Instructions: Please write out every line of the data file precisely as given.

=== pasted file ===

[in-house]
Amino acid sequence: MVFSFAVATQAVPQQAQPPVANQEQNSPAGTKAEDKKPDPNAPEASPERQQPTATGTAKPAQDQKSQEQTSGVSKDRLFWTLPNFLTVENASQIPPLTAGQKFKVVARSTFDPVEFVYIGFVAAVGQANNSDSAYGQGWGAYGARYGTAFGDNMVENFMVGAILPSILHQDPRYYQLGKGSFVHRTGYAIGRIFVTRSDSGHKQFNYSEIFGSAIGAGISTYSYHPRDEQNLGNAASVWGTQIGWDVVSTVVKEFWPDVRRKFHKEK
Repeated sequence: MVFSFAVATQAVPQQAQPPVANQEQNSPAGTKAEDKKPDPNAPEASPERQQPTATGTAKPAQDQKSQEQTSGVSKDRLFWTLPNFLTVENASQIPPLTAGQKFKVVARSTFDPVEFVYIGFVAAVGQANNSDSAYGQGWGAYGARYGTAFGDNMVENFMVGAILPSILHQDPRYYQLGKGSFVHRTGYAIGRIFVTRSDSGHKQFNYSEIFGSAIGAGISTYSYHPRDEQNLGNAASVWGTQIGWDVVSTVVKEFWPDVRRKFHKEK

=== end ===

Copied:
[in-house]
Amino acid sequence: MVFSFAVATQAVPQQAQPPVANQEQNSPAGTKAEDKKPDPNAPEASPERQQPTATGTAKPAQDQKSQEQTSGVSKDRLFWTLPNFLTVENASQIPPLTAGQKFKVVARSTFDPVEFVYIGFVAAVGQANNSDSAYGQGWGAYGARYGTAFGDNMVENFMVGAILPSILHQDPRYYQLGKGSFVHRTGYAIGRIFVTRSDSGHKQFNYSEIFGSAIGAGISTYSYHPRDEQNLGNAASVWGTQIGWDVVSTVVKEFWPDVRRKFHKEK
Repeated sequence: MVFSFAVATQAVPQQAQPPVANQEQNSPAGTKAEDKKPDPNAPEASPERQQPTATGTAKPAQDQKSQEQTSGVSKDRLFWTLPNFLTVENASQIPPLTAGQKFKVVARSTFDPVEFVYIGFVAAVGQANNSDSAYGQGWGAYGARYGTAFGDNMVENFMVGAILPSILHQDPRYYQLGKGSFVHRTGYAIGRIFVTRSDSGHKQFNYSEIFGSAIGAGISTYSYHPRDEQNLGNAASVWGTQIGWDVVSTVVKEFWPDVRRKFHKEK